I thought I recognised one above my flat in North London a few months ago. It was banking on its climb from Heathrow. I don’t know planes all that well, so I was surprised that I recognised it. But I did, as I confirmed using an app that lets you see what planes are I the sky.
It was the same flight I’m on right now, AC861: Air Canada’s flight from London to Vancouver. I was pining for flying then. I haven’t flown since before the pandemic, and I was homesick. I was also missing flight.
Now I’m on the flight. The windows have been locked at their dimmest setting for a couple hours and they’ll be locked for three more hours, I’m told. Five out of the eight and a half hours of the flight. Instead of the light of the sun streaming into the cabin, the light of row on row of video screens flicker away. Only a few other people have their reading lights on.
It’s only 6:30 in the evening, London time. I don’t feel like sleeping or watching TV. Still, the darkness of the cabin and the sensory-deprivation is making me drowsy. I still don’t feel tired exactly, it’s more like feeling drugged.
Is it outrageous if I say I feel I’m being drugged against my will? Well, that’s how it feels. And what’s worse is that it feels like the future; these are the newest planes, and this is what air travel is like now and what it’s going to be like from now on. Airbus has ordered similar windows for their new aircraft.
I’ve seen images of design prototypes from Airbus that promise planes without and windows at all. Instead, they will have a screen where the window used to be. This is being sold as progress, because it will give people the freedom to choose which camera angle they want to see. Never mind that it’s taking away reality and replacing it with an imitation. It’s dystopic, but of course in this very minor way which makes it silly to complain about.
The designers assume that we don’t care about reality. Maybe we don’t. When I asked a flight attendant if she could release the controls, the request seemed to strike her as unfamiliar. Maybe all of my fellow passengers are content to have the experience of flight taken away from them. Or, maybe they’re just going along with it because none of us have been given a choice.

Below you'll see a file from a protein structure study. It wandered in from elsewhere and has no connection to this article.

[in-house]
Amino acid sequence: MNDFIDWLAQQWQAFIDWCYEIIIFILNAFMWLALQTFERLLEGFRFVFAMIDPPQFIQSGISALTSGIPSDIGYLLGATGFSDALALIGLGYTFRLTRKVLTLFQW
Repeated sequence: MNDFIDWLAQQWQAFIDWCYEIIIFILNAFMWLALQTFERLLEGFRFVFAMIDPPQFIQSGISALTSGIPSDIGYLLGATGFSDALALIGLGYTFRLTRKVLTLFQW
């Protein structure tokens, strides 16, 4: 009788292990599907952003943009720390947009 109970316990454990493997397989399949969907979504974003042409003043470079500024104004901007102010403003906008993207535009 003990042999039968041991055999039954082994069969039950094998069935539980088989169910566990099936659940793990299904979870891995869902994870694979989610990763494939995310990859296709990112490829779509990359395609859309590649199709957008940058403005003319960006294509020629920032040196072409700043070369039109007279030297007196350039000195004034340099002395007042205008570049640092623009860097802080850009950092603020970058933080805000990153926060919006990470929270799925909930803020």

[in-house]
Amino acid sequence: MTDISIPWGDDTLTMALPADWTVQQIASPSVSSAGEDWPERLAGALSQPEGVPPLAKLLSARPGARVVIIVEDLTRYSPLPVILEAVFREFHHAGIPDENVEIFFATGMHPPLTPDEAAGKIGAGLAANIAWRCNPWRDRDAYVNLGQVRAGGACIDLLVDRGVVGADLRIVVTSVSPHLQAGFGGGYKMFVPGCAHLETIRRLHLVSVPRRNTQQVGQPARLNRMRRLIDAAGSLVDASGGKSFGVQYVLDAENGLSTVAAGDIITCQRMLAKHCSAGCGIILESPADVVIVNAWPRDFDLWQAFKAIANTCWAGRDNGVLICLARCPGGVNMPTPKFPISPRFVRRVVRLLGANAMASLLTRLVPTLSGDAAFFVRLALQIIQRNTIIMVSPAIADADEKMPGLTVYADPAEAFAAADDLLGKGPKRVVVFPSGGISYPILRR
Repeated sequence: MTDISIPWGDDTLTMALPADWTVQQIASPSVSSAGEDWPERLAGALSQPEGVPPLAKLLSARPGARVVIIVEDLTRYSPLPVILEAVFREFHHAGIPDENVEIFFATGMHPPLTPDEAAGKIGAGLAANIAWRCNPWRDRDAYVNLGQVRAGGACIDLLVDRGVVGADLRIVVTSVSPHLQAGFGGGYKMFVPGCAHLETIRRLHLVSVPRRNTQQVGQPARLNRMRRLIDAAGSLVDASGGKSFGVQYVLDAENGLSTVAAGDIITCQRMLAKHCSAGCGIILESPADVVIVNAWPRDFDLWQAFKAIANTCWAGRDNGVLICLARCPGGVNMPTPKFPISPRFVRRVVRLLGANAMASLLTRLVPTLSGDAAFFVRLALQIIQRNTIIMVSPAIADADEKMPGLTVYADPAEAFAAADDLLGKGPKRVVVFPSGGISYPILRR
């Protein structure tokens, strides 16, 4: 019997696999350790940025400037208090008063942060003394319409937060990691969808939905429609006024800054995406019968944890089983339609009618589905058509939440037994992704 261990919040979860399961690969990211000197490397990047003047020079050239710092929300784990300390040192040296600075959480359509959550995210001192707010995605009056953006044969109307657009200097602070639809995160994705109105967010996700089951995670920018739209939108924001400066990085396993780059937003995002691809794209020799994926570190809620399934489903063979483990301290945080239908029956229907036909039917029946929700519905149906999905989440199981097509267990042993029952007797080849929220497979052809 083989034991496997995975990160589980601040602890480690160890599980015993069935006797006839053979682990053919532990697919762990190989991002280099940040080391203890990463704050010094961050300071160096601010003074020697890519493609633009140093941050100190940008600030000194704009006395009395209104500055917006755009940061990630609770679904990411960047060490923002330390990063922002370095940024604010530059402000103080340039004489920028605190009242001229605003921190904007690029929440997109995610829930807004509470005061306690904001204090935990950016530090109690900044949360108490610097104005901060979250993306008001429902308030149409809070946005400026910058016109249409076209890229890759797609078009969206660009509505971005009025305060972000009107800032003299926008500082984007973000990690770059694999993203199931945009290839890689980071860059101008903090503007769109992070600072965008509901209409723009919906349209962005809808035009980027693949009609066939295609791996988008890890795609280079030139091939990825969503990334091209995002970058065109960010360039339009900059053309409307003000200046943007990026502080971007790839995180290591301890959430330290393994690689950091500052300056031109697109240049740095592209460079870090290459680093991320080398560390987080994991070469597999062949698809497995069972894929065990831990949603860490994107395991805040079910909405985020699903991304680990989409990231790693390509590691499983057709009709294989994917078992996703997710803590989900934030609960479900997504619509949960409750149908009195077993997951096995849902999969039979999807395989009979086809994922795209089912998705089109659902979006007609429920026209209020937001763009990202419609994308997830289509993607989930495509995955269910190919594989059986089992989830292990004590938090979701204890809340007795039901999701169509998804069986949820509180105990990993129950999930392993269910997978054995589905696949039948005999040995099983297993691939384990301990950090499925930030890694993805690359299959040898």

I don’t expect anyone to care that I didn’t get to look out the window for a few hours. But I can’t help feeling indignant about it all and suspecting that there’s more at stake here. Something important is being lost when ways to find joy in what we are experiencing are taken away, and replaced with simulations.
For one thing, there is the irreplaceable reality of reality, that ineffable thing that even the most vibrant BBC nature documentary is missing. For another thing the screens we’re given in exchange isolate us. It’s not that air travel was all that communal an experience before, but I shared some of the most beautiful sights I’ve seen with the stranger sitting next to me. I don’t think I’ll be tapping my neighbour on the shoulder to point out something on Love Island any time soon.
I don’t know if there’s anything we can do to stop the greatest joy of the miracle of flight from being taken from us, but I know there’s something we can try. We can resist. Write to the airline. Ask your flight attendant to release the centralised lockout. For humanity’s sake ask politely and don’t insist too much. Those are not easy jobs that they do. But let them now we value it. Let them know that not all of us want to be anaesthetised until we get to our destination. Maybe if enough of us speak up we can reverse the airlines’ bizarre assumption that this is what we want.
For now I’m just hoping that they unlock the windows by the time we get to the Rocky Mountains.